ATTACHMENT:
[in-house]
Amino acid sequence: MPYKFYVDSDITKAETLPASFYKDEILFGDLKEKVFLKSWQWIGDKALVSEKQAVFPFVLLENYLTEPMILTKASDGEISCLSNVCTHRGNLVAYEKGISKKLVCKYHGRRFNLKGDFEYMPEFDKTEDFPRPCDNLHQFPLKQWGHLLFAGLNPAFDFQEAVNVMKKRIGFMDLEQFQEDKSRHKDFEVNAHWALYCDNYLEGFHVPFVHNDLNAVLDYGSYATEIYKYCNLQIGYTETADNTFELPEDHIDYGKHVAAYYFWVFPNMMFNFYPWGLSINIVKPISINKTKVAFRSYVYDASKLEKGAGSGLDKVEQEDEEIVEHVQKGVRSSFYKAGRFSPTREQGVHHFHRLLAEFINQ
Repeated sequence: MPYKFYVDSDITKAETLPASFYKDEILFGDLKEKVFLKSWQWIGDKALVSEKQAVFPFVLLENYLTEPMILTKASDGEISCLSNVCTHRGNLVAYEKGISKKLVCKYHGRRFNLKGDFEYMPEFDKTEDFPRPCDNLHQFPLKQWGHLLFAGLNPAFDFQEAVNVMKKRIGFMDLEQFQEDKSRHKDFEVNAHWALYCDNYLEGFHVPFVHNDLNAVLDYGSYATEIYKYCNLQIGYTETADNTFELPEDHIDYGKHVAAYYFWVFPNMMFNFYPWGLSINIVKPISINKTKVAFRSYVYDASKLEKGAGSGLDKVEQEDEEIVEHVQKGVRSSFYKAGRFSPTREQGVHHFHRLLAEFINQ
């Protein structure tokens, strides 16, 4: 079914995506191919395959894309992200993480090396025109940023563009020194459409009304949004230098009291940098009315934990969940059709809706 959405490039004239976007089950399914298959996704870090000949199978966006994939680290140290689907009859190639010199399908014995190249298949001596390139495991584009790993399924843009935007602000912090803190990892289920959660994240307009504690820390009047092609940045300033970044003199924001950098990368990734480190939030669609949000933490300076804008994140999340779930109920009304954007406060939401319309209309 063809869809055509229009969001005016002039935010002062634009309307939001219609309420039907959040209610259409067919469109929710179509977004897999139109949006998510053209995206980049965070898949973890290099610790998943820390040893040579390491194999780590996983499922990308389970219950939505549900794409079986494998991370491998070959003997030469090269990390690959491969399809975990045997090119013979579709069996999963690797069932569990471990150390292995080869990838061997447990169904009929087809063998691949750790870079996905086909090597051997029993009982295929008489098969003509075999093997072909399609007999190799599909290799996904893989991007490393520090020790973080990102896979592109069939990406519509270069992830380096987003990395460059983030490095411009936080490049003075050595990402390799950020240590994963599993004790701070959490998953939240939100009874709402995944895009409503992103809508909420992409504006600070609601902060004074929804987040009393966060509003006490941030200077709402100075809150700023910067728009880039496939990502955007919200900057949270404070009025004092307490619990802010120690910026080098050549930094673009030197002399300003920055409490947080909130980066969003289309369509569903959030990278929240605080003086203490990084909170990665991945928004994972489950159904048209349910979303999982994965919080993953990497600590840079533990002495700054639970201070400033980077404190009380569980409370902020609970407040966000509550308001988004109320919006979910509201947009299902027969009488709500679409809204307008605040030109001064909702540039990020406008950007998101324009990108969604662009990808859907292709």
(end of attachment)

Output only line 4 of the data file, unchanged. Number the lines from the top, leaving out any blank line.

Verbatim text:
């Protein structure tokens, strides 16, 4: 079914995506191919395959894309992200993480090396025109940023563009020194459409009304949004230098009291940098009315934990969940059709809706 959405490039004239976007089950399914298959996704870090000949199978966006994939680290140290689907009859190639010199399908014995190249298949001596390139495991584009790993399924843009935007602000912090803190990892289920959660994240307009504690820390009047092609940045300033970044003199924001950098990368990734480190939030669609949000933490300076804008994140999340779930109920009304954007406060939401319309209309 063809869809055509229009969001005016002039935010002062634009309307939001219609309420039907959040209610259409067919469109929710179509977004897999139109949006998510053209995206980049965070898949973890290099610790998943820390040893040579390491194999780590996983499922990308389970219950939505549900794409079986494998991370491998070959003997030469090269990390690959491969399809975990045997090119013979579709069996999963690797069932569990471990150390292995080869990838061997447990169904009929087809063998691949750790870079996905086909090597051997029993009982295929008489098969003509075999093997072909399609007999190799599909290799996904893989991007490393520090020790973080990102896979592109069939990406519509270069992830380096987003990395460059983030490095411009936080490049003075050595990402390799950020240590994963599993004790701070959490998953939240939100009874709402995944895009409503992103809508909420992409504006600070609601902060004074929804987040009393966060509003006490941030200077709402100075809150700023910067728009880039496939990502955007919200900057949270404070009025004092307490619990802010120690910026080098050549930094673009030197002399300003920055409490947080909130980066969003289309369509569903959030990278929240605080003086203490990084909170990665991945928004994972489950159904048209349910979303999982994965919080993953990497600590840079533990002495700054639970201070400033980077404190009380569980409370902020609970407040966000509550308001988004109320919006979910509201947009299902027969009488709500679409809204307008605040030109001064909702540039990020406008950007998101324009990108969604662009990808859907292709």